Or I could have written about the crisis in Washington, D.C. There is a new development every day. Our foreign policy is for sale (the buyers we’ve heard about so far have included Russia, China, Saudi Arabia, the United Arab Emirates and Qatar). The president and his supporters in Congress are doing whatever they can to obstruct justice. The Republican Congress continues to ignore blatant corruption. The Supreme Court seat stolen by the Republicans is starting to pay off.

But why bother? If you get your news from Rupert Murdoch, you’re a lost cause. If you get your news from the reality-based media, you already know how bad things are. 

What matters now is to vote for Democrats on November 6th, try to get other people to vote for Democrats on November 6th, and support Democratic candidates however you can. “Why bother?” doesn’t apply to any of that.

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https://thismodernworld.com/

Tribalism On Parade

People often say left-wingers and right-wingers aren’t that different. Whichever side we’re on, we all belong to a political tribe. We’re all live in our own bubbles. None of us really think for ourselves. We simply go along with the rest of our tribe.

It’s not true. Left-wingers are open to more sources of information and less likely to automatically follow their side’s leaders. Compared to the Democratic Party, the Republican Party is a cult.

Here’s an example. In 2013, a poll showed that 38% of Democrats supported bombing Syria because of the government’s use of chemical weapons. So did 22% of Republicans.

Last year, when asked the same question, the same poll showed 37% of Democrats still supported bombing Syria. But, remarkably, 86% of Republicans did!

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You might say, well, 64% of Republicans must have changed their minds over the course of four years because the situation in Syria changed. Maybe Democrats were too stupid or ignorant to recognize how different Syria 2017 was from Syria 2013. 

You could say that, but, from the Republican perspective, the real difference between 2013 and 2017 was which tribe occupied the White House and which position was being pushed by Fox News.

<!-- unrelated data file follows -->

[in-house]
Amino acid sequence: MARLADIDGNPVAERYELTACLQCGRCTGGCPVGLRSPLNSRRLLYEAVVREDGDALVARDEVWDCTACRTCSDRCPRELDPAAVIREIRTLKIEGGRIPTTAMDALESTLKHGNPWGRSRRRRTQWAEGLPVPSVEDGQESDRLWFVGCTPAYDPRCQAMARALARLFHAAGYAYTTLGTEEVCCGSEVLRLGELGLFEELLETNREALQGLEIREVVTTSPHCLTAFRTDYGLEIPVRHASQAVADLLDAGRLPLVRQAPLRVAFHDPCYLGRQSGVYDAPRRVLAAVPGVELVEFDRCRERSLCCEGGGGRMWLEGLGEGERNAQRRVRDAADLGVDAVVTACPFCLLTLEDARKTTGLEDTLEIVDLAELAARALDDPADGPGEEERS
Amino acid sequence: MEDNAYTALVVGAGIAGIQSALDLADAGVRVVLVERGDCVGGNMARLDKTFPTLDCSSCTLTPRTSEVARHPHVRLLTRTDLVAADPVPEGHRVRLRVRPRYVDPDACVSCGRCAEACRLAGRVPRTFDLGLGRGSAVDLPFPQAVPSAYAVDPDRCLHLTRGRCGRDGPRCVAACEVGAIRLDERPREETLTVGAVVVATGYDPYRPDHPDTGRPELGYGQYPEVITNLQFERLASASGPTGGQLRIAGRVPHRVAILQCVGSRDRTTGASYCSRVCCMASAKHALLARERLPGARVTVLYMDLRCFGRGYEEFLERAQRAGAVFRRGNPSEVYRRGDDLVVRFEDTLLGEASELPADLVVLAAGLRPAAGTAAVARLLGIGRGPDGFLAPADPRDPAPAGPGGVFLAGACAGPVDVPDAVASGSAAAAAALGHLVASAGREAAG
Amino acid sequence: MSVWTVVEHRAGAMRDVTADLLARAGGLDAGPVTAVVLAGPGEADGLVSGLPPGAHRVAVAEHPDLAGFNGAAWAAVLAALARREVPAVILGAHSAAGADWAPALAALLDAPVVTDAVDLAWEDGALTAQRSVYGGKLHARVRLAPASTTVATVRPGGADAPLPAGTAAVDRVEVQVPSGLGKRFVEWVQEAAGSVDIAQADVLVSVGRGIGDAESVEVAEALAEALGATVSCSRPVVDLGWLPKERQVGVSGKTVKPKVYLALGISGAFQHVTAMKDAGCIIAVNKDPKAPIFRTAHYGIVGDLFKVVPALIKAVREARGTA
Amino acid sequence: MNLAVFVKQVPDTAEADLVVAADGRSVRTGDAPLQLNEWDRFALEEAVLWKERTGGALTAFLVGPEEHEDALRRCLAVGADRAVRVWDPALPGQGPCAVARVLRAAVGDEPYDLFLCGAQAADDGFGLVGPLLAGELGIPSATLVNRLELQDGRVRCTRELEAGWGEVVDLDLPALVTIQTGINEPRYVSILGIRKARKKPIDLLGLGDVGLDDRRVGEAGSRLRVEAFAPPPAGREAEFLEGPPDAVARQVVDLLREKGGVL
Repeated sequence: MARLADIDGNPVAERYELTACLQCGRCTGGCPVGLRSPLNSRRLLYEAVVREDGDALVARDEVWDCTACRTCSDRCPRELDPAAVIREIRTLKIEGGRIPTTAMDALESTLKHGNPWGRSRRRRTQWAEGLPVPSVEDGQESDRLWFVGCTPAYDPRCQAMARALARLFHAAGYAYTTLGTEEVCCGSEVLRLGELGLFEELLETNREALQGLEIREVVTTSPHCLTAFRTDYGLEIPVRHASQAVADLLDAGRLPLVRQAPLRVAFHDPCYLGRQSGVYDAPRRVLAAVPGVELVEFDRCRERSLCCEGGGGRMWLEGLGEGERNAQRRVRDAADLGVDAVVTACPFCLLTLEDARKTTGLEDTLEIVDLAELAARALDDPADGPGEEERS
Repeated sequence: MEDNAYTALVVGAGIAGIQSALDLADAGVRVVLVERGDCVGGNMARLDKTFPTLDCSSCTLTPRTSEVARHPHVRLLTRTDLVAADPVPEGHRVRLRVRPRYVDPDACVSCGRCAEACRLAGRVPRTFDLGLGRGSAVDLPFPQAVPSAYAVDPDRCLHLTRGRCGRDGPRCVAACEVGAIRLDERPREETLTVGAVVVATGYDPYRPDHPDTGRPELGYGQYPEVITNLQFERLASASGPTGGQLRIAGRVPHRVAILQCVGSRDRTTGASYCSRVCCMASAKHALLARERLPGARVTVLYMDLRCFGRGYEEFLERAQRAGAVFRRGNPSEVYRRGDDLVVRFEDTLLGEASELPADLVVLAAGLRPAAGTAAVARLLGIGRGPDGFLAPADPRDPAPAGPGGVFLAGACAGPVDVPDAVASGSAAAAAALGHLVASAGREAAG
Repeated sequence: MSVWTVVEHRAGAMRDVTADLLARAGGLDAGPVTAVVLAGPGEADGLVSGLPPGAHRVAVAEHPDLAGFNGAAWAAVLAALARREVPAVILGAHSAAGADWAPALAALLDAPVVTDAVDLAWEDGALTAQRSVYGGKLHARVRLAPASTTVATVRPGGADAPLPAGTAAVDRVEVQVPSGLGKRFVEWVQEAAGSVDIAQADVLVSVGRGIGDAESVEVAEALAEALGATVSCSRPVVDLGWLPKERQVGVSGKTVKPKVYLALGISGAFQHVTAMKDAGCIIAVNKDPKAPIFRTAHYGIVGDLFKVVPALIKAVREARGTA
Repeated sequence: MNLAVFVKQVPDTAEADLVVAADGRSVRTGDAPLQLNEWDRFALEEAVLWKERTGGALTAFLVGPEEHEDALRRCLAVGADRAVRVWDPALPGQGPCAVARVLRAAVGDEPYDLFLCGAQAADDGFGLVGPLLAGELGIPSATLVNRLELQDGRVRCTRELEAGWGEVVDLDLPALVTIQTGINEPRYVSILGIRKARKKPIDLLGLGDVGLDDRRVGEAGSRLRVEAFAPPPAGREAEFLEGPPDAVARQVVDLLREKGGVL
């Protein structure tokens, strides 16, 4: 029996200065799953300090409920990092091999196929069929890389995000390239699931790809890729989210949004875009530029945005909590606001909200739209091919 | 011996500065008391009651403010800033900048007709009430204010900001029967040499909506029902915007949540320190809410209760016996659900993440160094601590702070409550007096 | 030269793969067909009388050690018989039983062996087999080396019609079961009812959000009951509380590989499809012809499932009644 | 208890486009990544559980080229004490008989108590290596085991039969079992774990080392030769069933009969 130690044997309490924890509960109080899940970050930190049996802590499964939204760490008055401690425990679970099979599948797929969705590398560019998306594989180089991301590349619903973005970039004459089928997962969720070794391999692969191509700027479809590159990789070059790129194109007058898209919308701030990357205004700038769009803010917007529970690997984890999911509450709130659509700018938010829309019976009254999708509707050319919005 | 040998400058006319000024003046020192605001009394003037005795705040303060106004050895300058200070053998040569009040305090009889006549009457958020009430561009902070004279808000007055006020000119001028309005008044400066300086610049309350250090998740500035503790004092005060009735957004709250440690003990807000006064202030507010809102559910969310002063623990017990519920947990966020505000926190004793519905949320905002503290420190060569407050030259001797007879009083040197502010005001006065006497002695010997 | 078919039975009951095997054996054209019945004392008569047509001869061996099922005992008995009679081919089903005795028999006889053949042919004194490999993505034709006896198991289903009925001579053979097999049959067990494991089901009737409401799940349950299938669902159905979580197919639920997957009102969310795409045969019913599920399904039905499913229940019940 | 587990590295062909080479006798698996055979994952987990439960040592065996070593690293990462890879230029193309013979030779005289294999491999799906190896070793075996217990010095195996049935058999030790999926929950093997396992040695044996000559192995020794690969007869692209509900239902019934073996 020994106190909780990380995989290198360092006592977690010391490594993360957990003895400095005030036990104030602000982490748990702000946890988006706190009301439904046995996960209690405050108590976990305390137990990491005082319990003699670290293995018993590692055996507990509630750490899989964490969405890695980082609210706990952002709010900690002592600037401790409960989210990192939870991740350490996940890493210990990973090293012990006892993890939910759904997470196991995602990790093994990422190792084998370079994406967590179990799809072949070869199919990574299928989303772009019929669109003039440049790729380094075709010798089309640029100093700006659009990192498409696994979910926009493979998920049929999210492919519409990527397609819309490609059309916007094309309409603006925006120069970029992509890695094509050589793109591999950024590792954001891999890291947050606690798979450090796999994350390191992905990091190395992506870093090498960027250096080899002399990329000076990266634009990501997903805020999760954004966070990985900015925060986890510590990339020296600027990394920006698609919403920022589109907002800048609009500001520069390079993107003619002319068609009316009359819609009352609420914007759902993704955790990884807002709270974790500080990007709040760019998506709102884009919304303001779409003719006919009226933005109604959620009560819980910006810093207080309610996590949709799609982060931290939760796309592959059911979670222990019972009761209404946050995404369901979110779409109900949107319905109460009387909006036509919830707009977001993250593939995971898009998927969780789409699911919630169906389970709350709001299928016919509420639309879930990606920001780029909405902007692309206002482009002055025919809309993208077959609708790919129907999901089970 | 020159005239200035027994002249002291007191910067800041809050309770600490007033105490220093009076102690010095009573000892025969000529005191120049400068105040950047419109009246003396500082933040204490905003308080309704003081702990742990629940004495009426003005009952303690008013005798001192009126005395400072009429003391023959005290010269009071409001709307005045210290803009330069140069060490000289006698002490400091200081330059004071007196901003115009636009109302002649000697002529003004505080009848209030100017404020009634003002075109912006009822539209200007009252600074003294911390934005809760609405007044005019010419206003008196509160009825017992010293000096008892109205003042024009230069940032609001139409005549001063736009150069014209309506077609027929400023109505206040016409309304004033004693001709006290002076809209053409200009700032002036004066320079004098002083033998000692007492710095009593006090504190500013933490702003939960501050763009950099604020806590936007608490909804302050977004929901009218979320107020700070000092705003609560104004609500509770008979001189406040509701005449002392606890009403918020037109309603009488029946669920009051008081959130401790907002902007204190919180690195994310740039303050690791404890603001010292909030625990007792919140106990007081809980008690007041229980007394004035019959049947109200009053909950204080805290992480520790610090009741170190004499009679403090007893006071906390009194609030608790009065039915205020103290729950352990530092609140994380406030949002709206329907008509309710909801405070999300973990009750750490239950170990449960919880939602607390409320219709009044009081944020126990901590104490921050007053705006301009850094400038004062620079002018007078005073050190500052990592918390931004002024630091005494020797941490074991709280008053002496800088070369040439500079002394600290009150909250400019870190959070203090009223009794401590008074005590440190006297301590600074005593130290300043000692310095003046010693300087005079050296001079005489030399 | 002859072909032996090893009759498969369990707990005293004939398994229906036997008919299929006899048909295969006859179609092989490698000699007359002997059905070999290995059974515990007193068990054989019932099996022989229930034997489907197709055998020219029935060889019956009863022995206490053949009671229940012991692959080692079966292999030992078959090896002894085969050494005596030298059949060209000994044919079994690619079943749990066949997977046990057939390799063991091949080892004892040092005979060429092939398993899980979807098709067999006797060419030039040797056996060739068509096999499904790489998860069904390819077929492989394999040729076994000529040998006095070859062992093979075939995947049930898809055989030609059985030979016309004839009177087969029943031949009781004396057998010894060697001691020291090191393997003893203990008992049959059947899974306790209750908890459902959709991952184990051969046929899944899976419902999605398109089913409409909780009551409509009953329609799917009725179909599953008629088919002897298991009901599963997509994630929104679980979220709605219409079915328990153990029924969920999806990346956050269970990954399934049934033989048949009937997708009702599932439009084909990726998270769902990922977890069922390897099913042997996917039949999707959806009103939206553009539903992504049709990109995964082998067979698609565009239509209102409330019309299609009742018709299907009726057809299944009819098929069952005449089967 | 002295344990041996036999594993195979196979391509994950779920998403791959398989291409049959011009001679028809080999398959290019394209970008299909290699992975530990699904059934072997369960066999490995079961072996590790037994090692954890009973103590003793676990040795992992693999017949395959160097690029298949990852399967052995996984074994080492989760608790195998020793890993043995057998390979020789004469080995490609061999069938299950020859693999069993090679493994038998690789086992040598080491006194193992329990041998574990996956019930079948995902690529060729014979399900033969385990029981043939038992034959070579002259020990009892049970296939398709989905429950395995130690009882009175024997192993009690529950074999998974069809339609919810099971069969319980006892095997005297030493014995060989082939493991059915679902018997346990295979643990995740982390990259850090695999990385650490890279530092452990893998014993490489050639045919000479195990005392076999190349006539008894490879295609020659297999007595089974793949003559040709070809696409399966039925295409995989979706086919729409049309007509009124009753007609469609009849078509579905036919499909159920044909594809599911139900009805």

The Most Ridiculous Ever

Dana Milbank of The Washington Post has performed a public service by collecting a remarkably reassuring series of YKW’s (You Know Who’s) self-evaluations.

Outgoing national security adviser H.R. McMaster … said this week that “we have failed to impose sufficient costs” on Russia — joining a consensus view that [YKW] has been inexplicably soft on Vladimir Putin’s assaults on democracy and stability. 

But we can all stand down.

“Nobody has been tougher on Russia than I have,” [YKW] announced.

I felt similar relief when, even though he used anti-Semitic themes in his campaign and hesitated to condemn vandalism against Jewish targets, [he] informed us that “I am the least anti-Semitic person that you’ve ever seen in your entire life.”

I likewise was not troubled by [his] talk about “shithole” countries in Africa, or his defense of white supremacists in Charlottesville, because, as [he] assured us, “I am the least racist person you have ever interviewed.”

I don’t share the stock market’s jitters over the trade war [he] started, because I recall his assurance that “nobody knows more about trade than me.”

The allegations about his infidelity and his boasts about assaulting women are not troubling, because “nobody respects women more than I do,” and “nobody loves the Bible more than I do.”

The outrage about him mocking a disabled journalist on the campaign trail? Misplaced — because “nobody’s better to people with disabilities than me.”

You think he’s foul-mouthed and his insult-an-hour leadership is unpresidential? WRONG! “I have one of the great temperaments,” he said.

And on those occasions when [he] pits Americans against each other by race and ethnicity, fear not: “There’s nobody that’s done so much for equality as I have.”

… In rare moments of self-doubt, [he] admits he may not be quite as great as the Great Emancipator, but, he said, “with the exception of the late, great Abraham Lincoln, I can be more presidential than any president that’s ever held this office.”

It’s a signature [YKW] move: Don’t just deny the charge but declare yourself to be the polar opposite (while accusing your opponents of whatever you were accused of: You’re the puppet!). He can’t be a racist, or soft on Russia, or anything bad — because he’s the furthest possible thing from that.